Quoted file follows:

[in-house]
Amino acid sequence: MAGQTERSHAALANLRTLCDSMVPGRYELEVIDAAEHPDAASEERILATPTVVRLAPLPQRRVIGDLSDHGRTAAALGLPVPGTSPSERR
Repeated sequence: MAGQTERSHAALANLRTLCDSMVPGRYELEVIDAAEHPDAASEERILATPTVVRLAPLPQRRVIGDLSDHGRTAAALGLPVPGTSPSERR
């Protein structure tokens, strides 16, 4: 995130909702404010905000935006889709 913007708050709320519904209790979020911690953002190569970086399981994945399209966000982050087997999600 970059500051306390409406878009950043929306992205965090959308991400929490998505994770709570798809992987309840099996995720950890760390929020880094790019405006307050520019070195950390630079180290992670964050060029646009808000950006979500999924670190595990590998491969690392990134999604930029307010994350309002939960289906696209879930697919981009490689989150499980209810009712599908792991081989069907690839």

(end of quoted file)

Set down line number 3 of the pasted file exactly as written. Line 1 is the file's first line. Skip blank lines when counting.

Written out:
Repeated sequence: MAGQTERSHAALANLRTLCDSMVPGRYELEVIDAAEHPDAASEERILATPTVVRLAPLPQRRVIGDLSDHGRTAAALGLPVPGTSPSERR